Featured in Women’s Adventure‘s Spring issue “On the Map,” 22-year-old Brittany Bilderback shares this story of her adventures in Colombia. While she’s only been in-country a few months, Brittany says she’s sure that “Colombia doesn’t deserve its mala fama—bad reputation.”
There is a saying in Colombia: No dar papaya. Literally translated, this means, “Don’t give papaya,” which makes no sense in English, but carries a special meaning locally, basically: “Don’t make yourself an easy target.” Don’t leave your purse dangling at your side, or your cell phone in your back pocket, or wear fancy jewelry in lower-income neighborhoods.
Since arriving to Colombia in January, I have been instructed over and over not to “give papaya” on the bus, in the airport, on crowded city streets. This advice, combined with stern warnings from family and friends back home, made me pretty paranoid for my first few weeks here. I vice-gripped my purse whenever I left my apartment, darted my eyes around outside my front gate looking for sketchy strangers, and I continuously cased my neighborhood for the potential dangers surely lurking around every corner.
I soon realized that I had much underestimated this country and its citizens. Despite its mala fama—bad reputation—Colombia and my new home-city of Cartagena feel remarkably safe. The costeños, as the coastal people are called, have a way of life that is laid back and comforting. Women fry sweet dough over wood ovens in street-side stalls. Men sit and talk in the shade of awnings and porches. Street vendors peddle dish towels, window-cleaning services, and fresh fruits with shouts and smiles. On my daily bus ride to the university where I work, I see barbers giving front-yard trims to schoolboys, high-school girls in Catholic-school style uniforms sipping juice out of plastic bags, and workers shiny with sweat strapping lumber to their donkeys. The ‘drug war’ that Americans are constantly informed about seems far away. Costeños, while cognizant of their country’s reputation, are not obsessed with it, and are not afraid. After spending two months here, neither am I.
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Barranquilla, another coastal city about two hours northeast of Cartagena, is internationally famous for its Carnaval. This party is reputed to be second in size only to Rio’s. Taking place for the four days preceding Ash Wednesday, Colombians and international tourists flock to the city to watch the masquerade parade, dance, drink, and in general have a good time.
Given my proximity, there was no way I was going to miss out on the festivities. So, last Saturday morning, I packed a backpack and hopped on a bus. Two hours later, I was jammed shoulder to shoulder between people wearing masks, wigs, black body paint, and spraying insane amounts of foam from aluminum cans.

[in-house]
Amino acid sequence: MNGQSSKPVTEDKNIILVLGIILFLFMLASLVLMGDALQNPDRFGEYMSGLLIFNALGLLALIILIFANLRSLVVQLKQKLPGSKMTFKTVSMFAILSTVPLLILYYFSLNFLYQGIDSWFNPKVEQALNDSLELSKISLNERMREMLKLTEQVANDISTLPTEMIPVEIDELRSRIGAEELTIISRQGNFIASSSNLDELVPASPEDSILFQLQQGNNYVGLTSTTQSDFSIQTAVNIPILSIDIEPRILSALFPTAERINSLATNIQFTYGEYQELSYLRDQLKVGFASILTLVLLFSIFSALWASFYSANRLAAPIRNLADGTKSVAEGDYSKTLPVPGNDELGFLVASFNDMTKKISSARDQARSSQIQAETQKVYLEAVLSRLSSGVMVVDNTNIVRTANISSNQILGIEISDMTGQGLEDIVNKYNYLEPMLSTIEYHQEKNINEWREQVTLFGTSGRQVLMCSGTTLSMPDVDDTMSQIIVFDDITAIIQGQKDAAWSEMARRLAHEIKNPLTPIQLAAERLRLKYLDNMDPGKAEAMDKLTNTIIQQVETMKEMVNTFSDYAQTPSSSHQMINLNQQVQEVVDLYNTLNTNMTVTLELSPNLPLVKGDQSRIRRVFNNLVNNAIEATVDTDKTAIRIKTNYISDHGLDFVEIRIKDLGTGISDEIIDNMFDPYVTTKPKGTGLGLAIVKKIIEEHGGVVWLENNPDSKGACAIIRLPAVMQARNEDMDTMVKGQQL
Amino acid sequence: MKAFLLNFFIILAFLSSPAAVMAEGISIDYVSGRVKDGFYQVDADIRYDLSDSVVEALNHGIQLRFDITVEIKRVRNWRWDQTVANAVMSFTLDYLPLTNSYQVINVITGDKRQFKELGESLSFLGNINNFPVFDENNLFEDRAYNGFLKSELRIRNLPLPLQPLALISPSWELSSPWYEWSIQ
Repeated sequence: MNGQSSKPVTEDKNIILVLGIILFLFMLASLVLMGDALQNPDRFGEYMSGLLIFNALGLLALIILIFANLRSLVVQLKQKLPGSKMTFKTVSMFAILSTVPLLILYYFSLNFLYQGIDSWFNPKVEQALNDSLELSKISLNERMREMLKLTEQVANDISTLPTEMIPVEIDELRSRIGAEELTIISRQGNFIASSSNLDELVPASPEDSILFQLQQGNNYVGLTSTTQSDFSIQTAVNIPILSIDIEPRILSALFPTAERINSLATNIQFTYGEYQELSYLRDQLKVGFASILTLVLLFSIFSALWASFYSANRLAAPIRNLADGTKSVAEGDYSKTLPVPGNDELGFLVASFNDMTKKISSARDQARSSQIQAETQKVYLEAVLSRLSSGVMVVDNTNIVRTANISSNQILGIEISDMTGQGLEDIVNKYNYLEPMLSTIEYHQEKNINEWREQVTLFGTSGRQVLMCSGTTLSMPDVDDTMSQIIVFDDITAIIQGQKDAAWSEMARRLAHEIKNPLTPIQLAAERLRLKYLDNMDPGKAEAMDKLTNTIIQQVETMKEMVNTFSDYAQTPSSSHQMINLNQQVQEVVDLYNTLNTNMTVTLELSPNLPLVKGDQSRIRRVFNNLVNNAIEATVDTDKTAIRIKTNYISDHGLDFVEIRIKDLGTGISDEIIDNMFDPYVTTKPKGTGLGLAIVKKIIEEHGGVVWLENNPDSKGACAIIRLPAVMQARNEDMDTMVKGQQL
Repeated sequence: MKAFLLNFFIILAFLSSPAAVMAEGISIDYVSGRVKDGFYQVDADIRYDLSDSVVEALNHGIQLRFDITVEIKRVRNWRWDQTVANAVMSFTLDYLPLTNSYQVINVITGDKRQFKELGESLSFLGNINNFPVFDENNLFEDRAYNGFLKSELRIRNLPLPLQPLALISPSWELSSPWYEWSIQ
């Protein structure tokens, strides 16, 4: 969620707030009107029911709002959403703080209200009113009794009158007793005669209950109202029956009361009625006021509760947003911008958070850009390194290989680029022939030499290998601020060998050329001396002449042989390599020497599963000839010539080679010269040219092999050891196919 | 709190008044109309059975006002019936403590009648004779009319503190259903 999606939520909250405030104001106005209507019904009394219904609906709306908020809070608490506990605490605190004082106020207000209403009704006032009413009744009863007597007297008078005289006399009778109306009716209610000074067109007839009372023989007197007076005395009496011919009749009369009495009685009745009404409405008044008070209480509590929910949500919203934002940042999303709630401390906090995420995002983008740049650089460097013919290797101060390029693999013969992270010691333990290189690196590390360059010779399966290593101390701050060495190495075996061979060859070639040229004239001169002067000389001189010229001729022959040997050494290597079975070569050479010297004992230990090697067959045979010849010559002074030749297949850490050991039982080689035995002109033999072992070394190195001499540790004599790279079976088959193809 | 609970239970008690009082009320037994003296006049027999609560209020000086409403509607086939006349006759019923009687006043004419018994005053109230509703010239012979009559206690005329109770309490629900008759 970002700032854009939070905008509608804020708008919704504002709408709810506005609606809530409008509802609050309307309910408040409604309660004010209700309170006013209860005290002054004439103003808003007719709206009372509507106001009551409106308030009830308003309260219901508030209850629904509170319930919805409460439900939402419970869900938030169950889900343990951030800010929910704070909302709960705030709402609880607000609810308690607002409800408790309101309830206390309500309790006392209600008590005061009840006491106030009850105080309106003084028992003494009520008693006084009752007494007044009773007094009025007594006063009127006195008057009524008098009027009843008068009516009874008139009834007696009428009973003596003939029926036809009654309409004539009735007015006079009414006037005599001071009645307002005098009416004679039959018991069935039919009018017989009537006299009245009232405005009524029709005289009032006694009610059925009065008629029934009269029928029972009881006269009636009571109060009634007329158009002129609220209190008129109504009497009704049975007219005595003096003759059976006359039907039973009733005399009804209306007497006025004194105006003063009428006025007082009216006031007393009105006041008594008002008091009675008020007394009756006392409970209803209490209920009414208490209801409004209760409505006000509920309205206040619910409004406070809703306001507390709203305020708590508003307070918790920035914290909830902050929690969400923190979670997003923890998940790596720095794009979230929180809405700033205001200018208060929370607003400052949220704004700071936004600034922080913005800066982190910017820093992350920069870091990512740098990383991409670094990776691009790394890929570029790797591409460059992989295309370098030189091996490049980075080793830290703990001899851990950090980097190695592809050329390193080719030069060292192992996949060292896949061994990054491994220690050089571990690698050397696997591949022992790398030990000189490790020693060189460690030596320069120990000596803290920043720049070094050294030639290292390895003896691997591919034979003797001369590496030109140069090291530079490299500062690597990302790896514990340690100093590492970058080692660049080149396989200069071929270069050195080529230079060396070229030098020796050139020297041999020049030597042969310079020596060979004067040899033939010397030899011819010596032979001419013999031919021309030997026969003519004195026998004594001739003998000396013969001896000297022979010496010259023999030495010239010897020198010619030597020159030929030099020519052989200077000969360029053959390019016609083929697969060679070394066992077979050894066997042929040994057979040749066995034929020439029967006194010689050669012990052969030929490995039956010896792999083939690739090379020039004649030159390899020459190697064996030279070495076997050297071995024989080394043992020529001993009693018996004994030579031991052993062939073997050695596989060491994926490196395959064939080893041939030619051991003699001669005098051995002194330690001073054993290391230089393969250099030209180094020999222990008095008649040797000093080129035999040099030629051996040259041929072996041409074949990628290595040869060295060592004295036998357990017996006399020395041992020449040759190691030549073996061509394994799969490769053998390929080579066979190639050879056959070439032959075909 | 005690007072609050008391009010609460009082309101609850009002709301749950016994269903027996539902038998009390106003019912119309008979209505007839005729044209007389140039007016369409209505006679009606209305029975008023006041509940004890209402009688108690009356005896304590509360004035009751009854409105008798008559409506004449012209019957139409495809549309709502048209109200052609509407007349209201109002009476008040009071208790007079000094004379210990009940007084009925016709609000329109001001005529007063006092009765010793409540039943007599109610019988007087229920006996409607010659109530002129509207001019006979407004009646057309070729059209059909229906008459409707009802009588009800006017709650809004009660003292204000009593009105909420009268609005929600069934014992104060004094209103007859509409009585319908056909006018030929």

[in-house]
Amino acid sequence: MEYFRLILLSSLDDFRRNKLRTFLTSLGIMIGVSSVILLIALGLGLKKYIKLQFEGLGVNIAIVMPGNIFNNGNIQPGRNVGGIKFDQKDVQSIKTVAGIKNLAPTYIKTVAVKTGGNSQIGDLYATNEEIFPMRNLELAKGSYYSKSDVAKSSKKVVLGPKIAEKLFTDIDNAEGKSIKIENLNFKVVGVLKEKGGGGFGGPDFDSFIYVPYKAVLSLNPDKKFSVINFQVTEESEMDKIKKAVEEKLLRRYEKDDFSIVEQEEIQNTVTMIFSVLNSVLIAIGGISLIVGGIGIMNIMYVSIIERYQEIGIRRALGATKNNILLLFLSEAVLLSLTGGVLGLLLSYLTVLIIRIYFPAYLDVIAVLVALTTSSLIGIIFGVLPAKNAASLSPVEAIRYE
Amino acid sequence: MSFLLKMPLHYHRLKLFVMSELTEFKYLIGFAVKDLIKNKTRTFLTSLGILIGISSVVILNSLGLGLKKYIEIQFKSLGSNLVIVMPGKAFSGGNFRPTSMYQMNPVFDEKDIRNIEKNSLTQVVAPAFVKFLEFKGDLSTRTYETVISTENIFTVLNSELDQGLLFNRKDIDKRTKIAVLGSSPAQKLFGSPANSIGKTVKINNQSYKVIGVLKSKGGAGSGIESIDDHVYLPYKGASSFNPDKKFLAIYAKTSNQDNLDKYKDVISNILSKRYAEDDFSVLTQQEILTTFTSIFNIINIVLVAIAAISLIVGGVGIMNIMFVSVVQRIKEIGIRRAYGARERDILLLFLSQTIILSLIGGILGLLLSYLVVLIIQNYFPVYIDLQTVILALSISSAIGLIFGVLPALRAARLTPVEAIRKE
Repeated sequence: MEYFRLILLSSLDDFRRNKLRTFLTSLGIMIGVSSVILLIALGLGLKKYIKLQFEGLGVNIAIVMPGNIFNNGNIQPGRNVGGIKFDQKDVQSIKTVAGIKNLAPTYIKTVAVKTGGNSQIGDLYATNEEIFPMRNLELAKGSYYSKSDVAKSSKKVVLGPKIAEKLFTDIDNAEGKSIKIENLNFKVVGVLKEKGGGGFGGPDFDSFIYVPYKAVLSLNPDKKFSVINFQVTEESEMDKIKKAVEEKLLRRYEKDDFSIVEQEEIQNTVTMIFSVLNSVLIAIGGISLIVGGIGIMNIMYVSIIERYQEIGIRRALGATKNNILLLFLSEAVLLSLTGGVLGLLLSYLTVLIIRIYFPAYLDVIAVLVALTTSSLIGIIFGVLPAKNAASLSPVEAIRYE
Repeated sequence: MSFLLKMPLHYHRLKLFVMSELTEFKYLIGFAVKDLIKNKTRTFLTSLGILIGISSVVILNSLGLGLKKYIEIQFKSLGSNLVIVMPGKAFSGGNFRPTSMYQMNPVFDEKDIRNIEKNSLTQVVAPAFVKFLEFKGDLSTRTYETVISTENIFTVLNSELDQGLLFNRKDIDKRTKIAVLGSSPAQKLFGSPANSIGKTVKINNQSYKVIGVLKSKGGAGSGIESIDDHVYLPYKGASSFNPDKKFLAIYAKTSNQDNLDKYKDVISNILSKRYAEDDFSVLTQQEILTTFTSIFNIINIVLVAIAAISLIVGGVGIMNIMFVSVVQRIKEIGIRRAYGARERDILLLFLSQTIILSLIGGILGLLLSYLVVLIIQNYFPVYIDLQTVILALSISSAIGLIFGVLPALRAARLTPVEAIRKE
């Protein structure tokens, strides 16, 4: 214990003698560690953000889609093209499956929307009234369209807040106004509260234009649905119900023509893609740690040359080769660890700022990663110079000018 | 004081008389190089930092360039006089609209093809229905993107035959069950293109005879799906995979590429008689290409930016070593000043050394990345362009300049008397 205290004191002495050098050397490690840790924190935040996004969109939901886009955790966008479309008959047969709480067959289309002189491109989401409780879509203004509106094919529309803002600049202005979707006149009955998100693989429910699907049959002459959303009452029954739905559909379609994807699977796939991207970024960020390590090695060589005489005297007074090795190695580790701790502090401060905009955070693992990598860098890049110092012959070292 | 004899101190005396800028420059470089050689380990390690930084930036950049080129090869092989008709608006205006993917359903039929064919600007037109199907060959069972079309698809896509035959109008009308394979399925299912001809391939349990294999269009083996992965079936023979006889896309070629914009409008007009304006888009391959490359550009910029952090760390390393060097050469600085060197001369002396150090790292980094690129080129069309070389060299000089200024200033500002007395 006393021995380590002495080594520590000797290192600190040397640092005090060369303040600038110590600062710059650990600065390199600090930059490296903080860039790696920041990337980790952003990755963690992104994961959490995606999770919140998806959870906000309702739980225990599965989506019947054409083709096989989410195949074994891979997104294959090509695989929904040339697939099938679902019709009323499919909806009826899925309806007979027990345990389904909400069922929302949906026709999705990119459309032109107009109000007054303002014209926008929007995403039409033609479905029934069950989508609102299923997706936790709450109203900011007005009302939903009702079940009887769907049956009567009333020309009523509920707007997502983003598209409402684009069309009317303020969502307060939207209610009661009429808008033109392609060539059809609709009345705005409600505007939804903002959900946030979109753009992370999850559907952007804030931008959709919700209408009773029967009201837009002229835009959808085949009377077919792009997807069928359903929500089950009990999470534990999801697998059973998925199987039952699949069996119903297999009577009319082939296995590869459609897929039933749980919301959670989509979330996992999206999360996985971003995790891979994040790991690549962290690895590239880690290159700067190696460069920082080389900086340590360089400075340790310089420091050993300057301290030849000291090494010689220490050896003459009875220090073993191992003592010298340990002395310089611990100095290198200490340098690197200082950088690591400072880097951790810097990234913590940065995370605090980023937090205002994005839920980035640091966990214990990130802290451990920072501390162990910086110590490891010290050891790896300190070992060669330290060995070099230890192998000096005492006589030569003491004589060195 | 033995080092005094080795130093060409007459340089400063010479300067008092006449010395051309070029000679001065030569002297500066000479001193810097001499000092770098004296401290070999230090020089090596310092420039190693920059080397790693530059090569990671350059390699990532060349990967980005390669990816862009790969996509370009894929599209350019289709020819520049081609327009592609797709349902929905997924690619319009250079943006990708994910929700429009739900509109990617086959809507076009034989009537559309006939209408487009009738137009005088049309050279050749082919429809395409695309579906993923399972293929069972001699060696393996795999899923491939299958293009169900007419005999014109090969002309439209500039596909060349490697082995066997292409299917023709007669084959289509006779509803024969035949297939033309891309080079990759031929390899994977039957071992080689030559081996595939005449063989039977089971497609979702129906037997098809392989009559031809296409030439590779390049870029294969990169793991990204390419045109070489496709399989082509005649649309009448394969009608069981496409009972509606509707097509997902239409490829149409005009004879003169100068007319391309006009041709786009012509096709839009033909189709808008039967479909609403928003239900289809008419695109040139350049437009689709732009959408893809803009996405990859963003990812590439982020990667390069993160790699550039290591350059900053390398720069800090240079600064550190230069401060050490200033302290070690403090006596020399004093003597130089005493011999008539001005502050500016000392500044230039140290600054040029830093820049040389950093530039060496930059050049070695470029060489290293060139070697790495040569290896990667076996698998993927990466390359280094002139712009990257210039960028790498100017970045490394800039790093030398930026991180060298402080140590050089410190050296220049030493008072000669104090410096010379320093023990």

Fighting my way to the front of the crowd in an attempt to catch a glimpse of the passing floats, I was suddenly foam-attacked. My unknown sprayers aimed for my face, and I was instantly covered. I couldn’t see a thing—eyes, ears, nose, and mouth were full of sticky blue bubbles. Spitting, snotting, and wiping the mess away, I didn’t even think about my purse hanging idly at my side. I’d overcome my fear of robbery and had let my guard down—foolishly. As soon as I could see again, I inspected my purse. Sure enough, wallet gone. I never even saw the foam-culprits.
My first instinct was rage. How could I have been so naïve as to bring a purse? But rage soon gave way to awe: as soon as the crowd surrounding me realized what had just happened, I was cocooned by Colombians clamoring to help. One man offered his cell phone for the international call to my bank to cancel my credit cards. Another woman helped me out of the fray and into her private, gated-off viewing area (and didn’t charge me the entrance fee). Still a third man offered up his apartment, close to the parade route, for me to take a shower and clean up. A group of five young Colombians personally escorted me to that apartment, where I was given a fresh towel and a cold beer. An hour after the incident, I was clean and dry and back out on the parade route. With the help of one stranger’s cell phone and another stranger’s internet, I had already taken all the necessary steps to get my cards and my IDs back.
The existence of pick-pockets in a crowd is nothing unique to Colombia. I should have known that, even though I’ve become comfortable and feel secure here, places like Carnaval are going to present a risk. But this risk is no greater than a New York subway or a California night-club. In crowds of any size, you still can’t “give papaya” and expect to come home with a full wallet. However, the way that those strangers-turned-friends reacted to help me reconfirmed what I have learned about Colombians, and is what truly makes this country remarkable: they are the most incredibly generous and kind-hearted people I have ever met during my travels!